So why CX-Rays?
No wind-up. Once you've built and trued wheels with bladed spokes you don't want to go back because of their "wrench flats". I'm "industry" and don't pay much for CX-Rays in return for telling everyone to buy CX-Rays.
Ah! That makes perfect sense. Yes, Lasers wind up something fierce. I've learned to twist past my desired rotational position and then counterrotate to take the windup out of the spoke. It's imperfect, but I've had a lot of practice, so it's not so bad.
Also, the fact that you're not paying retail makes CX-Rays a much more reasonable choice. For two 28-spoke wheels, CX-Rays cost consumers a ~$115 premium over Lasers. But if you're not paying an extra $2/spoke for CX-Rays, the convenience could easily be worth it.
I admit it pushes my buttons when people use CX-Rays on mountain bike wheels because they're "stronger" (not true, despite Sapim's scientifically illiterate claims) or, worse, "stiffer." I mean, people can use whatever parts they like, but I find it depressing to watch people extra for imaginary benefits. The low-windup properties of CX-Rays are not imaginary, of course.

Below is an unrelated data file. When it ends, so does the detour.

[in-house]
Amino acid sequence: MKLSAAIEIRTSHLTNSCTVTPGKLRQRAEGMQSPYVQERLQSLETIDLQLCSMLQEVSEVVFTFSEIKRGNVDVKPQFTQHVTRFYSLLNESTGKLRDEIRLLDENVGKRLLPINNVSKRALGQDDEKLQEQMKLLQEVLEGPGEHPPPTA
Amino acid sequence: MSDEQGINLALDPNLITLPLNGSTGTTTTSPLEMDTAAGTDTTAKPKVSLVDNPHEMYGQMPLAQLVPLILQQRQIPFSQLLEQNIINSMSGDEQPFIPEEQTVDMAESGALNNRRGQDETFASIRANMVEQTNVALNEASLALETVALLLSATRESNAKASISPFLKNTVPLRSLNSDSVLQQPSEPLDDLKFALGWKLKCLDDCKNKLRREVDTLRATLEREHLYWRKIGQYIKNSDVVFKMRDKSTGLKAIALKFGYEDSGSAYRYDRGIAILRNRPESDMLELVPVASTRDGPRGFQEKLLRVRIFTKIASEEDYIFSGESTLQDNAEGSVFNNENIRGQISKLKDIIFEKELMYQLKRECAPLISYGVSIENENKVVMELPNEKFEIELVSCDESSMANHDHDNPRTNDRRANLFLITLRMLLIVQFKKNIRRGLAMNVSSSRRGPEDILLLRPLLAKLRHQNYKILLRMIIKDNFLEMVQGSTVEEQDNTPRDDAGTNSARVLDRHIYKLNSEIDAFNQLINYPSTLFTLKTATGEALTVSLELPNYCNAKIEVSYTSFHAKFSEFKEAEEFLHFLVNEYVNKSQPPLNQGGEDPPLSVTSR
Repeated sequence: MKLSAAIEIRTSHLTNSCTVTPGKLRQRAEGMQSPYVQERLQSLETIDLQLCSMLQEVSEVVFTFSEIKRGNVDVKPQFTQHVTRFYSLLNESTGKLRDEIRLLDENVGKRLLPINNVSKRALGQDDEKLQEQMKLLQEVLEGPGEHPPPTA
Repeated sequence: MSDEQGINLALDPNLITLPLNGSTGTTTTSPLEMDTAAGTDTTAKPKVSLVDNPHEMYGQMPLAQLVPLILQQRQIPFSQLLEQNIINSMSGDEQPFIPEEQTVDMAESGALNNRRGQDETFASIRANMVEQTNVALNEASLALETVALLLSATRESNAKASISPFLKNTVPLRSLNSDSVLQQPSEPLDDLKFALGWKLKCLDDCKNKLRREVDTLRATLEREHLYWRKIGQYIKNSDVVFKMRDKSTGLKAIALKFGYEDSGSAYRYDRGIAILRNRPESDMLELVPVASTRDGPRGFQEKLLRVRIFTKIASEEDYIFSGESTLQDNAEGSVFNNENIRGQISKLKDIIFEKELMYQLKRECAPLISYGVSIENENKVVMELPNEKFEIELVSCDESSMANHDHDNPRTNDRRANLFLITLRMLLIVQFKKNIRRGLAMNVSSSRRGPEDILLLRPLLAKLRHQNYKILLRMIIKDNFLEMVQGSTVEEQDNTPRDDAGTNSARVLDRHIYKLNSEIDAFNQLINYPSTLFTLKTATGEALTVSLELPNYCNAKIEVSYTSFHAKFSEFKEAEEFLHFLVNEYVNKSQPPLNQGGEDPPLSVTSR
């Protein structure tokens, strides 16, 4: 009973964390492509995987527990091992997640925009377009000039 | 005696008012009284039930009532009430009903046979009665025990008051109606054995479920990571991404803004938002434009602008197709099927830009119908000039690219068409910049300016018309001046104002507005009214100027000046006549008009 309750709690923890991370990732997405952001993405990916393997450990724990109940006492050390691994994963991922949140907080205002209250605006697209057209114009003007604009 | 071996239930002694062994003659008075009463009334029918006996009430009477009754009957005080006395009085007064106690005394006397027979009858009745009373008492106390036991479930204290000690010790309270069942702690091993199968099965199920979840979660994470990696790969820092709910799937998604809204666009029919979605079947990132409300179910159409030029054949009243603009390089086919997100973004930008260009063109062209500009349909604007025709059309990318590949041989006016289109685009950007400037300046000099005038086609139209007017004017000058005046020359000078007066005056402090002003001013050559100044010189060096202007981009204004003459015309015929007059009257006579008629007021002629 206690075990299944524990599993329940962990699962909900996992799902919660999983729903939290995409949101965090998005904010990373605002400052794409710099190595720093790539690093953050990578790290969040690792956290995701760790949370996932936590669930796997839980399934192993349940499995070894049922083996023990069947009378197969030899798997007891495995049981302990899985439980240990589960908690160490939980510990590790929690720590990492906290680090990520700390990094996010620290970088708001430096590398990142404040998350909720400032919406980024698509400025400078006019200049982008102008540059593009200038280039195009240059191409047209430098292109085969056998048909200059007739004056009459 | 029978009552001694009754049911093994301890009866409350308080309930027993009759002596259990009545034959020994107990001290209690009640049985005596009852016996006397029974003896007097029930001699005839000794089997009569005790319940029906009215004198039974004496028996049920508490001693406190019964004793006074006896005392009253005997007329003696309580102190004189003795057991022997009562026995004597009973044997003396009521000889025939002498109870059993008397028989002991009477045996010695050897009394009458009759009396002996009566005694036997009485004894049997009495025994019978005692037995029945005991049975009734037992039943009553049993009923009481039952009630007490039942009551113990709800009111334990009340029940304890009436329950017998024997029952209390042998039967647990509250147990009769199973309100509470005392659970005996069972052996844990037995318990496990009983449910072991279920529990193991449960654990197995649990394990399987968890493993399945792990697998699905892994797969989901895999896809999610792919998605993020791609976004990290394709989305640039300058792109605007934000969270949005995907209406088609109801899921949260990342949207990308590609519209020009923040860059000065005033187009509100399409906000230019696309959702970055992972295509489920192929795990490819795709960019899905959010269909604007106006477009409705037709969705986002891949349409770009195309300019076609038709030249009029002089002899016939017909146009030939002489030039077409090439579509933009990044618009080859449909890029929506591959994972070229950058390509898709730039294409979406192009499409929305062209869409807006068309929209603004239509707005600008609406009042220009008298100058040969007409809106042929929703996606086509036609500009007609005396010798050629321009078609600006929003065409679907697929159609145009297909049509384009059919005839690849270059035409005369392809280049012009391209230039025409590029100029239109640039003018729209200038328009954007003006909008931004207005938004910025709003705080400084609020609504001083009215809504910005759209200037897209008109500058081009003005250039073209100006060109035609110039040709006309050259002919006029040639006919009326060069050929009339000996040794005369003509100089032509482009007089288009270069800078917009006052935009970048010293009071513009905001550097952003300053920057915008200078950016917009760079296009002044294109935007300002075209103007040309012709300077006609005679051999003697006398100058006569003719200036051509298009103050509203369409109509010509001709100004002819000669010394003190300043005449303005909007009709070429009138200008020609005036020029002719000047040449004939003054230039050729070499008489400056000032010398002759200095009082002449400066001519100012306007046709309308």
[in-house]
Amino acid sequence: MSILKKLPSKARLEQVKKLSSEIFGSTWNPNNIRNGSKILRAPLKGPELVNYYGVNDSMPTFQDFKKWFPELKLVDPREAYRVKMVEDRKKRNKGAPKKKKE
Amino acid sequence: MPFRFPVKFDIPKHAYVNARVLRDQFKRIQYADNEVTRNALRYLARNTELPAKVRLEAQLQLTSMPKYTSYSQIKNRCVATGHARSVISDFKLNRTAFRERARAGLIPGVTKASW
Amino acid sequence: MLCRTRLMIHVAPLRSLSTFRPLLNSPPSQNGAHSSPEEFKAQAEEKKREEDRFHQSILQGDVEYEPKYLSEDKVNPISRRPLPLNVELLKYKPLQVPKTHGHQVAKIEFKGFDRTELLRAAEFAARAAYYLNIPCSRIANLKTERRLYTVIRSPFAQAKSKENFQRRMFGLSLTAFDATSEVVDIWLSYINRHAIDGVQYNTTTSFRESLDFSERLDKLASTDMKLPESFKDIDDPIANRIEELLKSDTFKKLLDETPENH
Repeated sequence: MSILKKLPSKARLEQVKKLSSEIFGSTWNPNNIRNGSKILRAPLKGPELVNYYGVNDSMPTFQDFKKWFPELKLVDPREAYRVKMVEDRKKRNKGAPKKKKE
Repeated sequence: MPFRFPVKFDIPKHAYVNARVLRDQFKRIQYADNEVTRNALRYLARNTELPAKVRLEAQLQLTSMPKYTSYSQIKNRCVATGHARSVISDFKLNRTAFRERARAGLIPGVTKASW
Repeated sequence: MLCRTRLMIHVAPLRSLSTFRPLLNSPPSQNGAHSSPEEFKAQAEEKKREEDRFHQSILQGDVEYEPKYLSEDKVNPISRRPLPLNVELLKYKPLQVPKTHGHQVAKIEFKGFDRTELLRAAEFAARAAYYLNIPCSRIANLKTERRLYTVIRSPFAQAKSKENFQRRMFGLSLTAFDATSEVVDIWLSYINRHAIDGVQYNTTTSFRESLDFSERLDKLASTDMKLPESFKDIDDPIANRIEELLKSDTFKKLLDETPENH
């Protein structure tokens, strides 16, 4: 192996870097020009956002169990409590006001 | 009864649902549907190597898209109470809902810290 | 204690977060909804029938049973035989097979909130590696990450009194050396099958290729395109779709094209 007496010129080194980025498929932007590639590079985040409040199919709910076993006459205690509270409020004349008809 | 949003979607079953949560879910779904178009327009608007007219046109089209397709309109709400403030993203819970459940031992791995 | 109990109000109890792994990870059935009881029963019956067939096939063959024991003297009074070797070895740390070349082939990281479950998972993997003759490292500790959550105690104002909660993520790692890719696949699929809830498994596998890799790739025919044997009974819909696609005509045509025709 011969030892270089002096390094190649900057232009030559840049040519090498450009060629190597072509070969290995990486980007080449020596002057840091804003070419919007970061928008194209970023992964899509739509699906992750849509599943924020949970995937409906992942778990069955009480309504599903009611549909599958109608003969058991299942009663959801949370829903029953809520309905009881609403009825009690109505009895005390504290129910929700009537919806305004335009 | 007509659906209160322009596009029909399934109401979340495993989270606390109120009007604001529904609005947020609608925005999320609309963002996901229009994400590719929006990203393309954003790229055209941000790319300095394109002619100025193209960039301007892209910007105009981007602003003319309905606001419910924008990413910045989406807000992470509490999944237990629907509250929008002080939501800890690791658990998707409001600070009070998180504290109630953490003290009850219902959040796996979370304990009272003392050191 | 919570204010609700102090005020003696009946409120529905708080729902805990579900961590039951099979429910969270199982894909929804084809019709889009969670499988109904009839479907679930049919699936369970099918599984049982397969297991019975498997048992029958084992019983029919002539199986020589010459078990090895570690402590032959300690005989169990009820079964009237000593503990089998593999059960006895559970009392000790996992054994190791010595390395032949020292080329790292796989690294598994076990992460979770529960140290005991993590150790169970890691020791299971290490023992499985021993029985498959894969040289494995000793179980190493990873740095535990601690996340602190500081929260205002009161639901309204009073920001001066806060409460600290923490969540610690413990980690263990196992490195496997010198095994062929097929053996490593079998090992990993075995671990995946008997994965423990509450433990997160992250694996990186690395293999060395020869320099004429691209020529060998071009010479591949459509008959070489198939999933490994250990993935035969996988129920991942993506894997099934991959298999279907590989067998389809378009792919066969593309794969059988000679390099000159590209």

Yeah, I've got my eye on that LB asym rim and also LB's 10g lighter, $100 cheaper non-asym XC rim.
Heh. To be perfectly honest, I'd probably get the symmetric rim too. The width at the bead is only 1 mm narrower on the symmetric rim, and the cost savings is substantial.
Have you considered using Extralight hubs instead of DTs? I know pro deals on DT stuff can be fantastic, but if you don't need Centerlock rotors, the Extralights (at least the front hub) might make sense. 68 grams!